Why Mushrooms Are Important For Our Health AND Our Environment
The following is a guest post by Mia Russo Stern. Her bio follows.
Did you know that funghi absorb and eat pollutants in the environment? Studies have shown that mushrooms will eat petroleum and other toxins in the environment. The EPA is even looking into using mushrooms to help clean up oil spills.
So how can this translate to the human body?
Mushrooms act in their native environment as a method of purification. They grow from a very sophisticated and intelligent web of fiber and vegetation called mycelium and have been used in medicine by many cultures for thousands of years.
Turkey Tail Mushroom
Mushrooms have been documented in many ancient writings, in Traditional Chinese Medicine it is written in the Compendium of Materia Medica by Li Shizhen that Turkey Tail (Coriolis) or the Cloud Mushroom “…if taken for a long time will give you long life.” This mushroom has been the center of extensive research, most importantly as an important tool in the fight against breast cancer.
Turkey Tail has been called one of the best medicinal mushrooms in the world. It is a tree mushroom, that is a grown on the trunks of dead trees or logs. It is not a mushroom that you would cook with, however it is great powdered and sprinkled into recipes.
Turkey tail contains two unique polysaccharides; It contains PSP and PSK which are incredibly potent antiviral beta glucans, specifically against viruses that are related to cancers.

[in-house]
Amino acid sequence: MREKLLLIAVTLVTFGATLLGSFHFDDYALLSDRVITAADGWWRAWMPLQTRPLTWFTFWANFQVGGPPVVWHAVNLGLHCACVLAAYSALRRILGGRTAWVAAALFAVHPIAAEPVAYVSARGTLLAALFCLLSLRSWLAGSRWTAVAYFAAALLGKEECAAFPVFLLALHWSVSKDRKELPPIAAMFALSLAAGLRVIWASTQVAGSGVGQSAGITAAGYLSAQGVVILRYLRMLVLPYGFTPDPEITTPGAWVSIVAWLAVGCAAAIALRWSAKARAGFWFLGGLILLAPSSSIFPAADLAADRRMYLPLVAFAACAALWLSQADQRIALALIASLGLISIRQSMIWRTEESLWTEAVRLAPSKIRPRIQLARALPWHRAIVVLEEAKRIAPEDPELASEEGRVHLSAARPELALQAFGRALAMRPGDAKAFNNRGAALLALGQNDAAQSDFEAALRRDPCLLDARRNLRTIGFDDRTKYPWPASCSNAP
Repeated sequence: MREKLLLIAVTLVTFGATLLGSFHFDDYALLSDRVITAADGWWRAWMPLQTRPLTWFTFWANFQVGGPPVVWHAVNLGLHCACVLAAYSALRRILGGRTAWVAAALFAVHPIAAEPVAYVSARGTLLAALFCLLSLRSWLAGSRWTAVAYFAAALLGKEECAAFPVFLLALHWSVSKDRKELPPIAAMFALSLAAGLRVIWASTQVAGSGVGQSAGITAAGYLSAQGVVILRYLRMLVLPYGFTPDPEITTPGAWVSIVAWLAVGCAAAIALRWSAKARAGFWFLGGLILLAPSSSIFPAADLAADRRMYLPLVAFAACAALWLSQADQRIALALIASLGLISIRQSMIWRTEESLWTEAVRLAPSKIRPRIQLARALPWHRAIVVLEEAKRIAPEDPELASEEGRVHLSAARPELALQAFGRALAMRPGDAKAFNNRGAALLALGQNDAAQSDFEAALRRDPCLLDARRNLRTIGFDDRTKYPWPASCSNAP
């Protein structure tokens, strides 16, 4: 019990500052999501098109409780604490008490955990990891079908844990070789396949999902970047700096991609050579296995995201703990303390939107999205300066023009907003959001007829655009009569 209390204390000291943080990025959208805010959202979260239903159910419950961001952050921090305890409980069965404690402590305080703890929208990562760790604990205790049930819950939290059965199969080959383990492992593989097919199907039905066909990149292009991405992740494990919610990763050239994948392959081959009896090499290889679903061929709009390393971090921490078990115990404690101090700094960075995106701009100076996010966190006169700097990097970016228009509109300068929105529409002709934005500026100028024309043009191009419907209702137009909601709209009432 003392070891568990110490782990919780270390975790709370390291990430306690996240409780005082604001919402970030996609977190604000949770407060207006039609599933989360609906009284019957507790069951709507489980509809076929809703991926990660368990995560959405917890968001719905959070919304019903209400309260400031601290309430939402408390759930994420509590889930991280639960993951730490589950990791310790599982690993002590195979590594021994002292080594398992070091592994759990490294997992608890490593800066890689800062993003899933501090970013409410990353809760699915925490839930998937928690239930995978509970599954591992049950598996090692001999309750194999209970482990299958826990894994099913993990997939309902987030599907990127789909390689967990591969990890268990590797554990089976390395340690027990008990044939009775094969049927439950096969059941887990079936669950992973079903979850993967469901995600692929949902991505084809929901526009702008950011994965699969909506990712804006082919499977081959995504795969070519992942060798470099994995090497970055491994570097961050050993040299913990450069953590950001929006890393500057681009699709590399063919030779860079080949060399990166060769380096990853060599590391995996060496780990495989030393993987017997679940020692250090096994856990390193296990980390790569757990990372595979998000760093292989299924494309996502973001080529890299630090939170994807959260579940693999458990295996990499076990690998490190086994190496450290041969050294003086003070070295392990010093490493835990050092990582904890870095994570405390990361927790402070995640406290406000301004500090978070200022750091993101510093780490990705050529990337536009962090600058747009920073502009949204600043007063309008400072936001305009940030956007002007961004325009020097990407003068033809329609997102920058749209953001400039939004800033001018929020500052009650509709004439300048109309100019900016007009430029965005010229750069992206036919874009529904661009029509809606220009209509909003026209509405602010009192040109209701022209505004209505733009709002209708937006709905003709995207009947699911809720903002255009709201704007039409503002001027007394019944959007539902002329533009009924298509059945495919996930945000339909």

Turkey tail mushrooms helps to increase the NK (Natural Killer) Cells to help protect against reoccurrence of cancer, and or to build up the immune system post treatment.
One of the best ways to use Coriolis or turkey tail mushrooms in your daily routine, is either by capsule, or you can also find powdered Coriolis that you can make a tea out of or add it to your morning smoothie.
Another amazing mushroom is the Oyster Mushroom or Hiratake Mushroom, this mushroom is fabulous to cook with and very tasty. It has been said by mycologist Paul Stamets that oyster mushrooms could clean up all of the oil spills on earth. Research has discovered that mushrooms eat toxins, pollutants, and petroleum. They will clean up whatever is around them, they have been called the Guardians of the Forest – or The Great Purifiers or Filters. This is what they do in their own natural ecosystem, so just imagine what they do when they are inside your personal ecosystem.
Because mushrooms will absorb all that is around them, and the soil they are in, you must be sure to eat organic mushrooms to avoid ingesting toxins and chemicals. Oyster mushrooms are very good at pulling out heavy metals and pollutants, so these can be very detoxifying.
Additionally, they contain something called lovostatin which has been studied to lower bad cholesterol. They also have a protein in them called ubiquitin which attached itself to other bad proteins and has shown in research to inhibit cell division of HIV cells.
Why Eat Mushrooms?
Aside from all of the amazing benefits that mushrooms can offer us (and we are only just scratching the surface), they are very simply put, delicious. They are low in calories and offer an amazing robust depth of flavor and texture. Mushrooms contain mycotoxins, and should be quickly cooked, never eaten raw, the heat of a quick sauté will kill them.
Here is a simple and quick way to start your day off with an amazing breakfast:
Sauté a little ghee or coconut oil in pan, add 1 cup of chopped oyster and shiitake mushrooms, pinch of salt and pepper. Add 1 cup of shredded kale. Add 1 teaspoon brown rice miso paste and a few tablespoons of water. Cook on medium for about 3-5 minutes. Turn off the heat and add 2 tablespoons of hemp seeds. Serve this over 1 cup of cooked quinoa and enjoy!
About the author
Mia Russo Stern is a Certified Holistic Wellness Counselor, Natural Food Chef, Recipe Developer, Founder Organically Thin and CEO Brooklyn Culinary Academy
Hungry for a few more tidbits on mushrooms? Check out this video!